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CARLEY, Judge.
Criminal trespass. Fulton State Court. Before Judge Cummings.
Appellant was tried before a jury and was found guilty of criminal trespass. In his notice of appeal as amended, appellant states that he is appealing from the guilty verdict that was returned by the jury and from the "sentencing" of the trial court.
We have conducted a careful review of the entire record in this case, including the supplemental record provided by the clerk of the trial court pursuant to our order. We have found neither a written judgment nor a written sentence entered by the trial court on the jury verdict. "The verdict of a jury, whether resulting from direction or from deliberation, is not an 'appealable judgment.' [Cit.]. . . . The verdict itself is not a judgment or a ruling, and hence does not fall within the provision of [OCGA 5-6-34 (a)] that 'Appeals may be taken to the Supreme Court and [the] Court of Appeals from [. . .] judgments and rulings of the superior courts. . . .' " (Emphasis in original.) Teppenpaw v. Blalock, 121 Ga. App. 320, 321 (2) (173 SE2d 442) (1970), aff'd 226 Ga. 619 (176 SE2d 711) (1970). " '(A)ppeals from the lower courts may be taken only from final judgments except in certain enumerated instances. [Cits.] The language used (in OCGA 5-6-34 (a) (1)) is that the judgment is final "where the [case] is no longer pending in the court below. . . [Cit.] 'Further, before an appeal may be made, the judgment appealed from must be in writing, and not verbal. [Cits.]' [Cit.]" Crolley v. State, 182 Ga. App. 2, 3 (1) (354 SE2d 864) (1987).
A review of the transcript indicates that the trial court may have intended to grant appellant first offender status. "[I]t is clear that OCGA 42-8-64 is intended to provide a defendant a direct appeal from his conviction upon the imposition of first-offender status (a sentence' if you will), notwithstanding the absence of a formal and final 'adjudication of guilt.' [Cits.]" Dean v. State, 177 Ga. App. 123, 124 (1) (338 SE2d 711) (1985). In this record, however, there is no written document which has been signed by the trial court and which purports to impose first offender status upon appellant. See Uniform State Court Rule 39.7. " '[B]efore an appeal may be made, the judgment appealed from must be in writing, and not verbal. [Cits.]' [Cit.] Therefore, the instant criminal proceedings against appellant [would] obviously [be] 'pending' in the trial court until such time as his [first offender] sentence [is] entered in writing and [becomes] 'final.' " (Emphasis supplied.) Crolley v. State, supra at 3 (1).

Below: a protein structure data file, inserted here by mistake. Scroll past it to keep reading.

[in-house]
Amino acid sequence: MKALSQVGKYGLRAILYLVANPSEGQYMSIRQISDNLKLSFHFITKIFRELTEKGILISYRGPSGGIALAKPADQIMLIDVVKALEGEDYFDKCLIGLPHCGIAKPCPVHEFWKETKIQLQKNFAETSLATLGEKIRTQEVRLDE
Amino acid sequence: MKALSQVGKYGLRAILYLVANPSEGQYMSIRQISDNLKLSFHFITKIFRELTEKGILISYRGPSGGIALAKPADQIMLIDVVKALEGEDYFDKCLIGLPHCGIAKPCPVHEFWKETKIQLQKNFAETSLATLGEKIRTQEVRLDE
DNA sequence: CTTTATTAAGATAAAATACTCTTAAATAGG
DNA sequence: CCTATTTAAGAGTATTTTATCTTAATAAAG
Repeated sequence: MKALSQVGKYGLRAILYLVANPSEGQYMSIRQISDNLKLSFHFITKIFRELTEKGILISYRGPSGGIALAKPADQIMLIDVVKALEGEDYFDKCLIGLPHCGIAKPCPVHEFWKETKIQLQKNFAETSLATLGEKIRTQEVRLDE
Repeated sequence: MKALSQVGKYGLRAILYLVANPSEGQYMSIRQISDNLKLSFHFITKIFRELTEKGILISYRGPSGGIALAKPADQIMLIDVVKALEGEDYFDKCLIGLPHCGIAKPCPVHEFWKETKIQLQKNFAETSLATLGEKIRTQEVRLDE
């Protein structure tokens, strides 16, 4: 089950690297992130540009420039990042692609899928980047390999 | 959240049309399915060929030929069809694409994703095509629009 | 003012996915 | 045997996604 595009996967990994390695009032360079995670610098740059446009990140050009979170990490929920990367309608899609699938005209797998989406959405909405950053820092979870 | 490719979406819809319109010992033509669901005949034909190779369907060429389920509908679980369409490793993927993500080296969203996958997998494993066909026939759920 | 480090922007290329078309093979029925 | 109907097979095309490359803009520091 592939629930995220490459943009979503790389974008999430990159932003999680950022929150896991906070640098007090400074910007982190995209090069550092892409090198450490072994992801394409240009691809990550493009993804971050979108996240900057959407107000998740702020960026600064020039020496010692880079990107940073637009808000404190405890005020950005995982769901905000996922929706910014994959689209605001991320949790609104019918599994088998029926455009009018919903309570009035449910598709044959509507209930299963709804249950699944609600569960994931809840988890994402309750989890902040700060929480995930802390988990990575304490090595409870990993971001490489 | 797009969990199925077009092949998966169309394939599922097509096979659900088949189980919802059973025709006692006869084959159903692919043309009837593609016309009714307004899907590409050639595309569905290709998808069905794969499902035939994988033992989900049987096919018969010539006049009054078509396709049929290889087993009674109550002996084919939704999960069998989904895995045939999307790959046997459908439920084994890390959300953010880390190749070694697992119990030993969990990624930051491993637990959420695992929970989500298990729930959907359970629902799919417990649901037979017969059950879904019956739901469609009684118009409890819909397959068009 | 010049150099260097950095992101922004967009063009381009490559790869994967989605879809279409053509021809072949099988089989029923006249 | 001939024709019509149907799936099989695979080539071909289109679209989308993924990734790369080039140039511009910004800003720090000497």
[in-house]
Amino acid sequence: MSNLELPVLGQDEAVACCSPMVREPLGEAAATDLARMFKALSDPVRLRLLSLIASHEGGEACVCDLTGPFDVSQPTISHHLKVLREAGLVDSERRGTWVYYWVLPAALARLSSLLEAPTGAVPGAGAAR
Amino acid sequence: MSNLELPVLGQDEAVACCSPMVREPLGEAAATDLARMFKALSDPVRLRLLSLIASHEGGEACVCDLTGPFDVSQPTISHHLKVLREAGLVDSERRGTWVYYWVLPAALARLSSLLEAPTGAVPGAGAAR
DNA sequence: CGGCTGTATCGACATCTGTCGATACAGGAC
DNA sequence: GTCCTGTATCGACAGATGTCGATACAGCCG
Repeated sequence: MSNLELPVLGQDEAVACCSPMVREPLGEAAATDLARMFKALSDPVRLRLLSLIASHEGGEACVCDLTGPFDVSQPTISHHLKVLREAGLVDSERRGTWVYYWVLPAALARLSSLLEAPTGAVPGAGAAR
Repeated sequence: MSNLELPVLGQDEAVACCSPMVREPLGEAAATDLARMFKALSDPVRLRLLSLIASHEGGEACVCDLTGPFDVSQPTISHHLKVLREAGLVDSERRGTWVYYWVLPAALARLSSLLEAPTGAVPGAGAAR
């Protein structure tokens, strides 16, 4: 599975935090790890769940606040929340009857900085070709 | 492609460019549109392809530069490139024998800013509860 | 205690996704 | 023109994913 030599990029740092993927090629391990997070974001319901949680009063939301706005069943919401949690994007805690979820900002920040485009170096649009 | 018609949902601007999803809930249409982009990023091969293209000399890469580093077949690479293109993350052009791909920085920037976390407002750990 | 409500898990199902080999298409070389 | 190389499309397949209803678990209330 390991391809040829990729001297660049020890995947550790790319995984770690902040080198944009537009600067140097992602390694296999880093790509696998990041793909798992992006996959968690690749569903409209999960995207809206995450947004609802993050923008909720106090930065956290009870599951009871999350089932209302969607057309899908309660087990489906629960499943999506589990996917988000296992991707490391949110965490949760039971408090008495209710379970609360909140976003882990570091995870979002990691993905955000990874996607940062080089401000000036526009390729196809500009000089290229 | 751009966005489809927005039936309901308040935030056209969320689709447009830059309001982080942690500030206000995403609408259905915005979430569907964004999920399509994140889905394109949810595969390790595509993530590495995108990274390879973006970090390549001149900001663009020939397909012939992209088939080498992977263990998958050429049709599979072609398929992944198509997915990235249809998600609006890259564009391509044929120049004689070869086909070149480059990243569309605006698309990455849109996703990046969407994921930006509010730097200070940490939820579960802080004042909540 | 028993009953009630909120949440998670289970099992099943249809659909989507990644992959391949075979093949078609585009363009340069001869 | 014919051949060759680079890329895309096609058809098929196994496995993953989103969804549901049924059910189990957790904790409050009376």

If appellant has consented to first offender treatment, the trial court should enter a written order wherein such status is imposed upon him. If appellant has not consented to first offender treatment, the trial court should enter a written judgment of conviction and sentence as in any other criminal case. Until the trial court undertakes to accomplish one or the other, this case is still pending before it. It follows that this court lacks jurisdiction to entertain appellant's appeal at this time. Compare Gillen v. Bostick, 234 Ga. 308, 309 (1) (215 SE2d 676) (1975) and LeGallienne v. State, 180 Ga. App. 108, 110 (3) (348 SE2d 471) (1986), holding that prematurely filed notices of appeal are sufficient to confer appellate jurisdiction over those cases wherein final orders have actually been entered. After the entry of a final order in this case, appellant, if dissatisfied, may pursue whatever post-judgment remedies are available to him. In any event, the notice of appeal that appellant previously filed is not sufficient to confer jurisdiction upon this court and, if such jurisdiction is ever to be conferred, it must be by virtue of a notice of appeal timely filed by appellant after the entry of a final judgment in this case.
James L. Webb, Solicitor, E. Duane Cooper, Assistant Solicitor, for appellee.
Charles Littlejohn, pro se.
Thursday May 21 13:59 EDT

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